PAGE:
Saturday, November 30, 2013

Friday, November 29, 2013

The Camper- The Plans:

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The camper project wasn't a one-design, one-build sort of scenario (although I'd like to think that it was). Rather, I went through a series of design studies until I came up with a design that would work for my specialized needs. Thus, the whole program ended up being a more "evolutionary" project than I had originally intended, as shown by the sequence of design studies below.

The base requirements were as follows:

- The camper had to be easily towed by my "Econobubble" of a car (a 2008 Yoyota Yaris hatchback, with the 1.6L engine/automatic transmission powertrain options), which meant that...

- The total weight of the camper had to be under 2000 lbs (the maximum towing capacity of this particular Yaris)... but preferably, under 1000 lbs, loaded. I didn't want to test the car's maximum towing capacity too much, so I figured that keeping it under half-capacity at all times would be pretty safe, and easy on the car..,

- I wanted the camper to fit on a heavy duty Harbor Freight utility trailer... which meant that the camper would more than likely be 32 square feet in size (4' x 8', which is the size of the utility trailer bed),

- It had to be inexpensive (I only had about $1500.00 allotted for my budget),

- I wanted to maintain an average of 30 mpg, towing the trailer on the highway (the Yaris gets 32 city/37 highway, on average, sans trailer),

- I wanted a standard, twin mattress, because I'm sick of constantly repairing inflatable mattresses... and,

- I needed room for all of my snowboarding gear inside the camper, including two fully-set-up snowboards in the 160cm-190cm range, all of my clothing, three backpacks, a stove, a portable grill, two toolboxes, books, toiletries, as well as the mattress, pillows, and my sleeping bag.

That was a pretty tall order. Here are the design candidates:

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The first design that I came up with, is this nifty, aerodynamic, blue shell on a silver trailer frame... which would have matched the car nicely.

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Right away, though, I decided that having a simple, square back would give me a simpler door design, more rear headroom, and a bit more usable interior volume.

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The next design simplified the overall profile even further, by relegating everything to simple angles and straight lines.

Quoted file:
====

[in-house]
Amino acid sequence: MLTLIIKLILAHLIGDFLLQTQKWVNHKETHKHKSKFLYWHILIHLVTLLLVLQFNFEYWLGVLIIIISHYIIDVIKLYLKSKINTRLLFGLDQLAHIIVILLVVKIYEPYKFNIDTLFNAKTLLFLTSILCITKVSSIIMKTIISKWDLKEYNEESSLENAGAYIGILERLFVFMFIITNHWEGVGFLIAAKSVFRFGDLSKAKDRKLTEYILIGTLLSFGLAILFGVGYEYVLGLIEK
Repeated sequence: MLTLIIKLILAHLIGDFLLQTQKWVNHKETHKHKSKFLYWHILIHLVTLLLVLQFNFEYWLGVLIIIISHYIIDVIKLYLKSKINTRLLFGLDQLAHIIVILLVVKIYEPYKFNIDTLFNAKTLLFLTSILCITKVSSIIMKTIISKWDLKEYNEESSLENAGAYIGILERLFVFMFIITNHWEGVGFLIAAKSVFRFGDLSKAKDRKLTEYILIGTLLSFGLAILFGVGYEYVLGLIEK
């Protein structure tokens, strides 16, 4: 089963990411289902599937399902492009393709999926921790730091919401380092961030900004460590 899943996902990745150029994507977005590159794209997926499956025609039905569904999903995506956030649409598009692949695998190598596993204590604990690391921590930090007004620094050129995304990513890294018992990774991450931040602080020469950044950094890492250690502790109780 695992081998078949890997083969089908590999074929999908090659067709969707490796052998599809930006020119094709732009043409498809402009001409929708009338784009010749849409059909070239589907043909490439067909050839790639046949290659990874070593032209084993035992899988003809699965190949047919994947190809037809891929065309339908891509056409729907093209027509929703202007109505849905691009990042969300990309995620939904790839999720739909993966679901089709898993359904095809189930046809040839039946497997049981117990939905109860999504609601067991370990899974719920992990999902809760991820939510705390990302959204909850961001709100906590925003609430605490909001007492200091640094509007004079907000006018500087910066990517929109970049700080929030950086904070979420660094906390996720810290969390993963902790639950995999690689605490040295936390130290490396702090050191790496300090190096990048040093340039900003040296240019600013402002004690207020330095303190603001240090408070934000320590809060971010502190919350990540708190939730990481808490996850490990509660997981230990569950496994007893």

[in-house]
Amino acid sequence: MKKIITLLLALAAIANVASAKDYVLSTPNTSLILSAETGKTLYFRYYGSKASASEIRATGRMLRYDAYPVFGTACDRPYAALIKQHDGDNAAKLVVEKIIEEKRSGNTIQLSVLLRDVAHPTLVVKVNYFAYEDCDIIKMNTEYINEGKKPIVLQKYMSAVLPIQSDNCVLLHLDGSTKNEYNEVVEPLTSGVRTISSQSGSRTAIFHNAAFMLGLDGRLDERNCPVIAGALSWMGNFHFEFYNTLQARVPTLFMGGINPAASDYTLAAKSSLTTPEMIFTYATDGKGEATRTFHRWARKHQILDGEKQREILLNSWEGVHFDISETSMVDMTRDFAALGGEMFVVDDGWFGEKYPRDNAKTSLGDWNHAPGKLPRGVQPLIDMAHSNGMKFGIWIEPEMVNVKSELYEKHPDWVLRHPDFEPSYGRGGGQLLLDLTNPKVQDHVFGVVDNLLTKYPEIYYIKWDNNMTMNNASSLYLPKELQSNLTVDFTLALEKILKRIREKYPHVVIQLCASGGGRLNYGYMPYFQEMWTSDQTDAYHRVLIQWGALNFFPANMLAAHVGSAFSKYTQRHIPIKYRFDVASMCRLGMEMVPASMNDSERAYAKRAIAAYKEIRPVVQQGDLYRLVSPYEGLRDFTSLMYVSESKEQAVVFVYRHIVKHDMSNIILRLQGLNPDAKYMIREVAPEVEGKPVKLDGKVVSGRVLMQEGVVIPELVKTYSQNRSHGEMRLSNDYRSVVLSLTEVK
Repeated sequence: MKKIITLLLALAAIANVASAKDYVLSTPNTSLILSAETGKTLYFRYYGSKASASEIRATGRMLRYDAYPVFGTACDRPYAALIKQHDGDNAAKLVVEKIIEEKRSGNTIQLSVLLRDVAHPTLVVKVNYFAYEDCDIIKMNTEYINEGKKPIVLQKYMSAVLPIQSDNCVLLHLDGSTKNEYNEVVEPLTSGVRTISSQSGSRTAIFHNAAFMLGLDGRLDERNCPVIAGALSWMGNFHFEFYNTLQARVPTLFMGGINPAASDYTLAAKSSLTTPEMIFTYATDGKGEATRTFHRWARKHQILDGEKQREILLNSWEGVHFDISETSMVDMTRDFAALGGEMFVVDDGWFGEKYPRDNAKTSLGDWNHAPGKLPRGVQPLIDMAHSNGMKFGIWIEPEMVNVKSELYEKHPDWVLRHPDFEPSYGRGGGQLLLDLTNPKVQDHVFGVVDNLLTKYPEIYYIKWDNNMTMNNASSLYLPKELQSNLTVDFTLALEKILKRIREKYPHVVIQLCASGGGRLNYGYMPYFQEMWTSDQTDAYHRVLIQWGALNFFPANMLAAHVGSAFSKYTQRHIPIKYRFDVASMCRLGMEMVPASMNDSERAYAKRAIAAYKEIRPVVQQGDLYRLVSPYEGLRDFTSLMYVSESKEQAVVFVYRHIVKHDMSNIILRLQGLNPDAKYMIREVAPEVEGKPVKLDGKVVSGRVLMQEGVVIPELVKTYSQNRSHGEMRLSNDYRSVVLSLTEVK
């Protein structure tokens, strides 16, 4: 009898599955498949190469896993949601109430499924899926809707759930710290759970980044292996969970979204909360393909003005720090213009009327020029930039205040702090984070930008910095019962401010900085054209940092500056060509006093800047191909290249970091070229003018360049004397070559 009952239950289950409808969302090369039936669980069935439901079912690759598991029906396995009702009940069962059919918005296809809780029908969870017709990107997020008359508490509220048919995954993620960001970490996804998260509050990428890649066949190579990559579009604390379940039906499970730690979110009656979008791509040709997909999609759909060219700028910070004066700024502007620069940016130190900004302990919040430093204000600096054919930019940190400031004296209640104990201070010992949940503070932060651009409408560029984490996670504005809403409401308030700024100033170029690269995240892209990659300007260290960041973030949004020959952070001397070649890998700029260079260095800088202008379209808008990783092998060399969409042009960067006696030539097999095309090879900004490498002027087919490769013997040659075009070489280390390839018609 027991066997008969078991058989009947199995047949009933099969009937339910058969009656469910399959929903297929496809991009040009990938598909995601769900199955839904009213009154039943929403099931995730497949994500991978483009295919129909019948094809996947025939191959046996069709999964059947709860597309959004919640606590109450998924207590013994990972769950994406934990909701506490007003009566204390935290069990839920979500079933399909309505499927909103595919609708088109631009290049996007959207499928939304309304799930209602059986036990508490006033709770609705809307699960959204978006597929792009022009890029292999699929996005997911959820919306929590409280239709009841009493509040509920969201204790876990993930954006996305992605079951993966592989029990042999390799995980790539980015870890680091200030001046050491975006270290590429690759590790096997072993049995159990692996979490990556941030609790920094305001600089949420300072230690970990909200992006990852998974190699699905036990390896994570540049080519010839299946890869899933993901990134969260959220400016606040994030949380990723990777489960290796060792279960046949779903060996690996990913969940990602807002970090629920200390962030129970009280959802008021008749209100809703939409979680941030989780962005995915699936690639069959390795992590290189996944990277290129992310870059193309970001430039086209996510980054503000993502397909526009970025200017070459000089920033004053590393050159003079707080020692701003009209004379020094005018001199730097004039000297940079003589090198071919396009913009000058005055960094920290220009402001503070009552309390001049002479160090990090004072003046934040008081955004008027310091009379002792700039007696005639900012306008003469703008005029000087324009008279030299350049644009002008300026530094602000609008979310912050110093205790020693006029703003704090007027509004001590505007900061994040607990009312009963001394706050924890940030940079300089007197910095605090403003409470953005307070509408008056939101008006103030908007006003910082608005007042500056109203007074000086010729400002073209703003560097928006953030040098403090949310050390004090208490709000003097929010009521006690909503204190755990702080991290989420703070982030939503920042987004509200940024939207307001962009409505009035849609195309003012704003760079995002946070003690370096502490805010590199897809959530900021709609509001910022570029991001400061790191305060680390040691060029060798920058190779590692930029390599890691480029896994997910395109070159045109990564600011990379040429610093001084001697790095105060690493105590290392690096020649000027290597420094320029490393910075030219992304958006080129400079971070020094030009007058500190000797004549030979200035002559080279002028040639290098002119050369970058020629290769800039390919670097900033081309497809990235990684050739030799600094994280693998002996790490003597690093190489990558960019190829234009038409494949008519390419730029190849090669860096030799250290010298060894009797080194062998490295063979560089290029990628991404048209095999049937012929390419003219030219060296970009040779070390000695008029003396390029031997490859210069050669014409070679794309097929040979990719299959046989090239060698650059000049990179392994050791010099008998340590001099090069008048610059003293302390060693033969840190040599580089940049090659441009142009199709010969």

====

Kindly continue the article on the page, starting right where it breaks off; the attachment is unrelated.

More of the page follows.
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Ultimately, I decided (out of laziness) to leave the trailer it's stock red color, which changed the colorway of the overall design to this blue-purple-red over white scheme... which was meant to tie the car color to the trailer color in a creative manner. This design further explored a curved nose, which looked weird to me, for some reason.

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Thus, this design reverted back to the angular features- plus nifty, jeep-style fenders.

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The final exterior design was an even simpler, rectangular profile that utilized full-size plywood sheets almost exclusively, with a minimum of cutting... and even more importantly, the fewest possible number of seams and joints (to spring leaks). The paint scheme has also been simplified down to a multi-tone stripe around the perimeter of the shell. My only worry about this final design was the very large presented frontal area, which certainly wouldn't help the aerodynamics of it one damned bit... but on the other hand, I was hoping that the small size of the camper would largely be blanketed by the car, itself- and as such, the blunt shape of the shell wouldn't be much of a problem. At the end of the day, the aerodynamics of this design did indeed suck; a quick, cheap, and temporary air-deflector did wonders for my fuel efficiency- but more on that, later.

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This is the "cut list", aka, "cutaway drawing" of the internal design. Note the small box inside the trailer, near the tongue; that's a full-width headboard (for the mattress) that doubles as interior storage. The vertical beams are for the internal and external snowboard racks, and the front utility box (on the tongue, itself) is for storage of grills, stoves, propane tanks, etc. The only change that I made to this design, was using 5/8" BC plywood, instead of the called-for 3/4" BC. Home Depot was out of the 3/4" the day that I went shopping for the wood... and I figured that, at the very least, stepping down to 5/8" plywood might save me some (much needed) weight (and money).